or a single mom with another child on the way, a part-time job is barely enough to pay her bills.
So being able to take part in an annual event that gives presents to families in need is a big help.
Amanda Cress and her mother came to the Angel Tree Store in Franklin this week, an annual event that is stocked full of toys, games, stuffed animals and clothing for children in need. They shopped for Amanda’s 3-year-old son and left with two garbage bags full of presents.
“This program is phenomenal,” Amanda said. “It helps a lot of people, especially with the things they give out.”
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The annual event at Grace United Methodist Church is part of the United Way of Johnson County’s Christmas Angels program, which has been helping families for about 20 years. Families apply for the program each year, and those that are accepted are either sponsored by a family or individual, who will buy gifts for the children. Those that applied and did not get a sponsor were invited to the Angel Tree Store, where donations from families, companies and schools were gathered and separated into age categories.
Children 12 and younger could get four gifts, while those who are were 13 and older could get three. However, each child also was able to receive: one doll or ball, one stuffed animal, three stocking stuffers, one pair of socks, underwear, mittens or scarf, one book and two board games per family.
This year, the program helped 1,368 children, with about 300 invited to the Angel Tree Store. Over the past five years, the number of invited children has gone down, but the total number of families in need has increased, officials said.
Cress applied for the program and specifically requested not to be sponsored by a family because she thought it would make more sense for her to shop at the store herself, since she has just one child.
During her pregnancy she was unemployed and going through a divorce and was not sure what the future had in store for her and her newborn.
“It was hard from the beginning,” she said. “It was really rough at first to figure out how you are going to support another human, along with yourself.”
Amanda now has a part-time job at Marsh, which she started a month ago, and is able to work four or five times a week and still spend time with her son. Her paycheck of $200 every week is just enough to cover her monthly bills.
“It’s very tight, but we make it,” she said.
For Maryann Sparrow, a Greenwood resident, between medical bills and being unable to work, one of her biggest fears is not being able to provide a Christmas for her two adopted girls.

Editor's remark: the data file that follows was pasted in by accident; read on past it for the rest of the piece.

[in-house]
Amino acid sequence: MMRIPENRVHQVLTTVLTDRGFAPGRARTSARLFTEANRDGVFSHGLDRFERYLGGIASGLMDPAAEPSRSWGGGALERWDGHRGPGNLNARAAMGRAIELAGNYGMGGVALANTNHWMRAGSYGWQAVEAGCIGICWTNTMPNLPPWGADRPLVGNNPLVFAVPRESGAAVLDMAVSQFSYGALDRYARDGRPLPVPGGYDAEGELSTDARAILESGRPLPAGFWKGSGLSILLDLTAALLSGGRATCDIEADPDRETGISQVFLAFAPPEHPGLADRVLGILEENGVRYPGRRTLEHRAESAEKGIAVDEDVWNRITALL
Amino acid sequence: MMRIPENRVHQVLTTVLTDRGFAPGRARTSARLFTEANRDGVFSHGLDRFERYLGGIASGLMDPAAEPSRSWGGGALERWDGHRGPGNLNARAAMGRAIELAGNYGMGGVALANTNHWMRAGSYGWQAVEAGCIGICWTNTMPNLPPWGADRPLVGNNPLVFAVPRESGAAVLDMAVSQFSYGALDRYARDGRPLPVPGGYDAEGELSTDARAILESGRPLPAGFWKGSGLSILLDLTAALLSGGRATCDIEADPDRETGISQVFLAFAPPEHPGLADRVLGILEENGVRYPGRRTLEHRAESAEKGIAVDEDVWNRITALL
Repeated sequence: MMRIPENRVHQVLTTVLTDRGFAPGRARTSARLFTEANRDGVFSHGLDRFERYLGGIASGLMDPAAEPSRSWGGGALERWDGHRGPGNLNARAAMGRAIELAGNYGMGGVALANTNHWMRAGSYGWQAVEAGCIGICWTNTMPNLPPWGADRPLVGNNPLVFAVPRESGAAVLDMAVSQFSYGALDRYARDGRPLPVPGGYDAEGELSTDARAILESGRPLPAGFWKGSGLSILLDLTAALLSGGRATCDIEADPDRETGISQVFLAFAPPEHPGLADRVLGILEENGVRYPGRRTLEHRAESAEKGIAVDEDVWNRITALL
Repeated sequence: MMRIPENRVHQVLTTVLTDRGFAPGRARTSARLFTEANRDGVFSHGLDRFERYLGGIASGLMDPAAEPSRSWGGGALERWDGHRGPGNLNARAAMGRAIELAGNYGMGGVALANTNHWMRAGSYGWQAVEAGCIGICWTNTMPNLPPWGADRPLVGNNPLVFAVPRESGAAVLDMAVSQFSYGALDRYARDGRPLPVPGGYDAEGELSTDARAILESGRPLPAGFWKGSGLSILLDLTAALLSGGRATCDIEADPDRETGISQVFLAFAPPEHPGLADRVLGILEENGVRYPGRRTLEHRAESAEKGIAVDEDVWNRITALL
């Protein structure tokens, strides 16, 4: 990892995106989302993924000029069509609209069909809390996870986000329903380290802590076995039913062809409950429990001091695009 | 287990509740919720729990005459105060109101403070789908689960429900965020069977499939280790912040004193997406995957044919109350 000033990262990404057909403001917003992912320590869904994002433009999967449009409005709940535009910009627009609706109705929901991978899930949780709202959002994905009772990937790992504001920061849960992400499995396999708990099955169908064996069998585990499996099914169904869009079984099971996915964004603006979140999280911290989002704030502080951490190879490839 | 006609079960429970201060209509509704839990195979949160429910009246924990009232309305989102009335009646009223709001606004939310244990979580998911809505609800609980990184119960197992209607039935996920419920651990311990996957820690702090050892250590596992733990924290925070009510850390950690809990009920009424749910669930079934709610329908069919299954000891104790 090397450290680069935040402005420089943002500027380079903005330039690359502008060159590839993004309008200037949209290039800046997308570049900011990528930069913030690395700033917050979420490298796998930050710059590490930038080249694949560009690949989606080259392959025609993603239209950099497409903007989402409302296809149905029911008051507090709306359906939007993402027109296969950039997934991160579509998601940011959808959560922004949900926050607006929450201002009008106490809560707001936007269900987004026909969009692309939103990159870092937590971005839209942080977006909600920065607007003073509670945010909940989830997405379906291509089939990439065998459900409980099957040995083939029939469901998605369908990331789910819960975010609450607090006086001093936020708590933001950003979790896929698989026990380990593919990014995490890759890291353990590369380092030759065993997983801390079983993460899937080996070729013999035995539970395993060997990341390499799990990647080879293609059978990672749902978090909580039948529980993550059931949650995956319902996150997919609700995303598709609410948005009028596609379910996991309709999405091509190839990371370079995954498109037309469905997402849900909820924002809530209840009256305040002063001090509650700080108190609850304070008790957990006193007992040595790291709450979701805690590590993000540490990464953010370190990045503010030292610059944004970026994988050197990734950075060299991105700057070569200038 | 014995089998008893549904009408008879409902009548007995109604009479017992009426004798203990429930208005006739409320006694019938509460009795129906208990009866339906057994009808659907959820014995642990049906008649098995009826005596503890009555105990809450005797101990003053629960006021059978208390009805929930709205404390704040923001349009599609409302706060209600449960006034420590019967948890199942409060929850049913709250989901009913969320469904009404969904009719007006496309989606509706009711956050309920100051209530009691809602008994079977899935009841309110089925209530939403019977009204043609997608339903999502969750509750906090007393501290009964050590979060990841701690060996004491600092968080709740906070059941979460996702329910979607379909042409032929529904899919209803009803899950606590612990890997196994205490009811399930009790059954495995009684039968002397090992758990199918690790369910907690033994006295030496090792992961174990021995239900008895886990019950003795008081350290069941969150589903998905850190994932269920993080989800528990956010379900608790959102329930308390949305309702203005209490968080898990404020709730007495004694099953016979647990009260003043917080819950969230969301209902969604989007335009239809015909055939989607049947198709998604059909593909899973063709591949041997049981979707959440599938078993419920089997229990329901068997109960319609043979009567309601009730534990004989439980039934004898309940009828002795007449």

For her and her husband, Walter Sparrow Jr., their only form of income has been through Walter Sparrow’s Social Security benefits and checks from the adoption organization, Families Through Adoption, which help pay for basic needs for the children. However, that has not been enough.
In 2000, Maryann Sparrow became paralyzed in an accident. She has full use of her arms but varying strength in her chest and upper back muscles. She has been in a wheelchair ever since and no longer works. Her husband has had eight knee surgeries since her accident, leaving him unable to work.
“Our medical bills are just over the top,” she said. “We’re having to pay a little bit to each one, and nothing is left over. By the second week of the month, the money is already gone.”
For the second year in a row, the Christmas Angels has allowed her to provide the type of Christmas she wants her girls, ages 8 and 11, to experience.
“This program — it’s just wonderful,” Sparrow said. “It just amazes me, and I am very, very grateful that I found everything my kids asked for.
“I want everybody to have and experience the benefits that I have had.”
Peggy Soto believes her children might not have received anything for Christmas if it were not for the Christmas Angels program.
Soto is a single mother with a full-time job at Companion Care, which provides assistance for people with intellectual or physical disabilities and the elderly.
On one income, she is trying to provide for three children, ages 10, 13 and 17.
“With the monthly bills, if we are lucky and nothing bad happens, we may have about 200 extra dollars each month,” Soto said. “So this program helps out a lot; and if it wasn’t for this, they might not be getting anything for Christmas this year.”